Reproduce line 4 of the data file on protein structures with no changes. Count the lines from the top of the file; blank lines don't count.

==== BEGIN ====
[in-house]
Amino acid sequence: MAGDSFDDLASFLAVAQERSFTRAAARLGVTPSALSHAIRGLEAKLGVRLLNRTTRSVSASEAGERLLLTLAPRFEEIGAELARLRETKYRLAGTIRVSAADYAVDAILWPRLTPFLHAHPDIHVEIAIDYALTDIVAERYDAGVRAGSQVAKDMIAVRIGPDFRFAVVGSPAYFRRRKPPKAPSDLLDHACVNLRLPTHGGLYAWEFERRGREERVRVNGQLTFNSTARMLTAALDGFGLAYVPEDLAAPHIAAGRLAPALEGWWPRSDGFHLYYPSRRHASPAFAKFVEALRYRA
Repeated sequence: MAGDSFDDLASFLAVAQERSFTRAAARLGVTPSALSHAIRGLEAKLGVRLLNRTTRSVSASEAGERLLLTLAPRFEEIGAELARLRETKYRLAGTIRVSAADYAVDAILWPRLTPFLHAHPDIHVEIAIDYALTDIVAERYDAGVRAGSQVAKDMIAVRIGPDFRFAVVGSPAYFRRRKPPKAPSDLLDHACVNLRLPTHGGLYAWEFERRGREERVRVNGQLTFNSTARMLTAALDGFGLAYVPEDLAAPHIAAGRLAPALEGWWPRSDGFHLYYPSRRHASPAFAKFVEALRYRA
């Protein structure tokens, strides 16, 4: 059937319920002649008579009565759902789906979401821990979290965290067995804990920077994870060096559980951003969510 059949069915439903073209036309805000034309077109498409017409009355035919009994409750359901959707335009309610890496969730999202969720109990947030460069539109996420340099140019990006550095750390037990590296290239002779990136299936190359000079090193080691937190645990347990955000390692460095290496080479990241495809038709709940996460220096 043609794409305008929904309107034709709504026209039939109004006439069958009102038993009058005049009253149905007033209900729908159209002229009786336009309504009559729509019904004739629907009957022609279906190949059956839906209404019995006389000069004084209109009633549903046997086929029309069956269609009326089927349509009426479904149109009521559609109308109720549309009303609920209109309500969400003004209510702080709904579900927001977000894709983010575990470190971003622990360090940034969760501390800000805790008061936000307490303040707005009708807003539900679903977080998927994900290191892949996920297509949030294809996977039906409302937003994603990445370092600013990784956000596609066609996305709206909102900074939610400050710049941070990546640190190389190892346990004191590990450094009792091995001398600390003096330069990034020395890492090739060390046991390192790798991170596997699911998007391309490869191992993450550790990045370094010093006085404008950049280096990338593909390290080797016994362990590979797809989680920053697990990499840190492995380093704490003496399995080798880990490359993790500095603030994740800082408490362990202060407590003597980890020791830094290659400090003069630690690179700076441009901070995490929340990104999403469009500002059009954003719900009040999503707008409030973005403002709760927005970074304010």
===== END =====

């Protein structure tokens, strides 16, 4: 059937319920002649008579009565759902789906979401821990979290965290067995804990920077994870060096559980951003969510 059949069915439903073209036309805000034309077109498409017409009355035919009994409750359901959707335009309610890496969730999202969720109990947030460069539109996420340099140019990006550095750390037990590296290239002779990136299936190359000079090193080691937190645990347990955000390692460095290496080479990241495809038709709940996460220096 043609794409305008929904309107034709709504026209039939109004006439069958009102038993009058005049009253149905007033209900729908159209002229009786336009309504009559729509019904004739629907009957022609279906190949059956839906209404019995006389000069004084209109009633549903046997086929029309069956269609009326089927349509009426479904149109009521559609109308109720549309009303609920209109309500969400003004209510702080709904579900927001977000894709983010575990470190971003622990360090940034969760501390800000805790008061936000307490303040707005009708807003539900679903977080998927994900290191892949996920297509949030294809996977039906409302937003994603990445370092600013990784956000596609066609996305709206909102900074939610400050710049941070990546640190190389190892346990004191590990450094009792091995001398600390003096330069990034020395890492090739060390046991390192790798991170596997699911998007391309490869191992993450550790990045370094010093006085404008950049280096990338593909390290080797016994362990590979797809989680920053697990990499840190492995380093704490003496399995080798880990490359993790500095603030994740800082408490362990202060407590003597980890020791830094290659400090003069630690690179700076441009901070995490929340990104999403469009500002059009954003719900009040999503707008409030973005403002709760927005970074304010």